OZET

From Wikipedia, the free encyclopedia
Jump to: navigation, search

OZET (Russian: ОЗЕТ, Общество землеустройства еврейских трудящихся) was public Society for Settling Toiling Jews on the Land in the Soviet Union in the period from 1925 to 1938. Some English sources use the word "Working" instead of "Toiling".

Background[edit]

The principal sources of livelihood of the Jews in the Russian Empire were trade and small crafts. After the October Revolution, the Russian Civil War and instability and devastation that followed, these traditional occupations withered. Dictatorship of proletariat, War Communism and command economy were accompanied by persecution of those deemed class enemies or exploiters. As a result, in the early 1920s more than a third of the Jewish population of the USSR were officially counted as lishenets, disenfranchised people. Significant part of the population of schtetls (a small town with a large Jewish population in Central and Eastern Europe until the Holocaust), in former Pale of Settlement moved to big cities.

Tasks and leadership[edit]

Threshing in the fields in a Jewish kolkhoz, c. 1930

In order to resolve socio-economic difficulties of the Russian Jews and promote agricultural labor among them, on January 17, 1925 the CPSU formally created a government committee, the Komzet, and a complementary public society, the OZET.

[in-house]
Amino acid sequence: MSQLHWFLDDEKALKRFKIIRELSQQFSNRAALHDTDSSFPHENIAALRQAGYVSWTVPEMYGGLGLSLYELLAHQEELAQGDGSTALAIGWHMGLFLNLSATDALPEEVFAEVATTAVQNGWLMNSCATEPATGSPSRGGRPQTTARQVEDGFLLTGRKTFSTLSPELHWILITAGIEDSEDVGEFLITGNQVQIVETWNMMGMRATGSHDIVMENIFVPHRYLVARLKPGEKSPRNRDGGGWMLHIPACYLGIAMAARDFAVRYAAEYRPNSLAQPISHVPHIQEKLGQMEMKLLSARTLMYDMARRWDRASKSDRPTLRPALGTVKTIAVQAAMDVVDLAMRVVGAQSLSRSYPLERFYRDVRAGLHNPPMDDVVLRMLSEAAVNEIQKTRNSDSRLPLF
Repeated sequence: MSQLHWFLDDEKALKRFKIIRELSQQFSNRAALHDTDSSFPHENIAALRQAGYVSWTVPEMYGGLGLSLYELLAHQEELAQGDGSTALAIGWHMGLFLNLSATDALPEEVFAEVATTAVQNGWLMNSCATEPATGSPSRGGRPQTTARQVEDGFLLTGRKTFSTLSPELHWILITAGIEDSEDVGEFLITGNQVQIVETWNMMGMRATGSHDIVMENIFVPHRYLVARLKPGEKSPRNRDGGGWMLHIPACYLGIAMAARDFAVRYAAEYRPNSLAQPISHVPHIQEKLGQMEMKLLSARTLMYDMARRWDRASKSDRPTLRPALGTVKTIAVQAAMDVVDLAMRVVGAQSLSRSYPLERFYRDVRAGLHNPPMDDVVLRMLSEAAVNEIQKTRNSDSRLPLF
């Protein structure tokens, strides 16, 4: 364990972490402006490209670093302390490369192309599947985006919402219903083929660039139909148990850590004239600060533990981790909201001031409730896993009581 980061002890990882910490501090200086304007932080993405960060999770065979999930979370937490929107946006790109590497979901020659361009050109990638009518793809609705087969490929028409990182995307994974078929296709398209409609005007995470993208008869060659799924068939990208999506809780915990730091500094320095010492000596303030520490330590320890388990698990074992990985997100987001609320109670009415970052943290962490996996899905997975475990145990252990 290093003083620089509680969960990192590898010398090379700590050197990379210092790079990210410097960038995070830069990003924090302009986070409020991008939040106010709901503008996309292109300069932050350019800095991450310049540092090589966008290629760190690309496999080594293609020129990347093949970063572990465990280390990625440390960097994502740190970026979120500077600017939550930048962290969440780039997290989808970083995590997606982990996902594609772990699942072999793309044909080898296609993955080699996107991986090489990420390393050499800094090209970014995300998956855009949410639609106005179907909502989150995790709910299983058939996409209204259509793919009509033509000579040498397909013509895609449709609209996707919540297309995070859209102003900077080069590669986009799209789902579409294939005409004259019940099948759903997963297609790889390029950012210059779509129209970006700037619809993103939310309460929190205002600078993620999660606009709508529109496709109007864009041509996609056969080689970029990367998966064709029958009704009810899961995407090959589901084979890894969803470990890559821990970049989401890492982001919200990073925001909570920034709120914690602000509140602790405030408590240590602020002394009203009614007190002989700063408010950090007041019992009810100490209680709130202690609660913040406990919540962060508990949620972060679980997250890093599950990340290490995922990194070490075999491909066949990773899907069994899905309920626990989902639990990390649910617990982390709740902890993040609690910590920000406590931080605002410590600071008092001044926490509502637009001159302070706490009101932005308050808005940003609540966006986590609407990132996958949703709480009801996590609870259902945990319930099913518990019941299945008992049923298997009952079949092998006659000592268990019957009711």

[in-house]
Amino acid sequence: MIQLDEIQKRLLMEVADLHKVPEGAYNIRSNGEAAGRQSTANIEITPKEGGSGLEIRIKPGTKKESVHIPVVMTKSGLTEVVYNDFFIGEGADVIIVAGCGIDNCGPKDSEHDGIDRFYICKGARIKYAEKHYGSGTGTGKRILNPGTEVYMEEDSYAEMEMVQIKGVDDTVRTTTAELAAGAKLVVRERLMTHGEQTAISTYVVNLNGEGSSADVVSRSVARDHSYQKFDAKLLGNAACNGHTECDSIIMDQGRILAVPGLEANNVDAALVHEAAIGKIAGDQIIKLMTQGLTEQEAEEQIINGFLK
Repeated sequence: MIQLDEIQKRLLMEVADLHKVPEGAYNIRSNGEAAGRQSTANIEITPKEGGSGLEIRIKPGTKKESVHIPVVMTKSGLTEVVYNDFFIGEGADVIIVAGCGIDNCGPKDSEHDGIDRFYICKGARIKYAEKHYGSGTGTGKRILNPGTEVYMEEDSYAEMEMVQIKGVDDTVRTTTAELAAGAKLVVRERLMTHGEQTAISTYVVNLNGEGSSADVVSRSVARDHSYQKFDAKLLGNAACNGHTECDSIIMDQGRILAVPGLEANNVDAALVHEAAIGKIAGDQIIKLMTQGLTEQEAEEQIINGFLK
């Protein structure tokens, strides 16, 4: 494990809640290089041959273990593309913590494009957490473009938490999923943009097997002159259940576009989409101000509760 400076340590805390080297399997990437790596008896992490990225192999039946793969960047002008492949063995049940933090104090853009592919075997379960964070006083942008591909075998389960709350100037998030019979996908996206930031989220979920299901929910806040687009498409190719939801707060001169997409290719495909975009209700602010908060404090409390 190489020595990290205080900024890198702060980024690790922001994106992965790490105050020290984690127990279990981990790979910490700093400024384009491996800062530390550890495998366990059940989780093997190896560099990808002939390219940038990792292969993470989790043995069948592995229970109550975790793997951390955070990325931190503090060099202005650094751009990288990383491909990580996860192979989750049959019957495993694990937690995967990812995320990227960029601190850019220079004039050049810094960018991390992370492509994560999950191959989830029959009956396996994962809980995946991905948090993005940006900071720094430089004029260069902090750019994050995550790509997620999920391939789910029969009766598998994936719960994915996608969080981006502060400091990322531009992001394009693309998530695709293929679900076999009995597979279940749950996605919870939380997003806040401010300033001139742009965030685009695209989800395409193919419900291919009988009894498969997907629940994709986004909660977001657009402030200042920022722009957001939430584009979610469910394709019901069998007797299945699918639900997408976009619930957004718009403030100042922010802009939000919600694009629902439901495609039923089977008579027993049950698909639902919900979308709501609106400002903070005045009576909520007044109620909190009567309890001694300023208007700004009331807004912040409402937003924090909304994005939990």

While the land for new kolkhozes was contributed and distributed by the Soviet government via the Komzet, the job of the OZET was assisting in moving settlers to a new location, housebuilding, irrigation, training, providing them with cattle and agricultural tools, education, medical and cultural services. The funds were to be provided by private donations, charities and lotteries.

The OZET was headed by respected Old Bolsheviks, not all of them Jewish: Yuri Larin, and later Semyon Dimanstein, and its board included such figures as Solomon Mikhoels and Vladimir Mayakovsky.

Geography and membership[edit]

Unlike many Soviet organizations of the time, there was no requirement for a member to be of proletarian ancestry. By the time of its first assembly in Moscow in 1926, the OZET counted over 60,000 members. At its height in the 1930s, it reached 300,000, but in many cases the membership was mandatory and/or formal.

By the end of 1920s, there were 160 Jewish selsovets (rural councils) in Ukraine, 29 in the Crimean peninsula (Crimea did not belong to Ukraine at the time), and 27 in Belarus. In Ukraine, three Jewish national regions were created: Kalinindorf, Stalindorf and Novo-Zlatopol. Crimea had two: Freidorf and Larindorf.

The Jewish settlers were given around 5,000 square kilometres of land (not counting Birobidzhan). The plan was to settle 500,000 "toiling Jews" in 10 years. In reality, from 1925 to 1937 only 126,000 were resettled, and only 53,000 of them stayed.

In Feb. 1928, the OZET's activity in the European part of the USSR was put on hold in favor of implementing the Birobidzhan project in the Russian Far East and the JAO was created.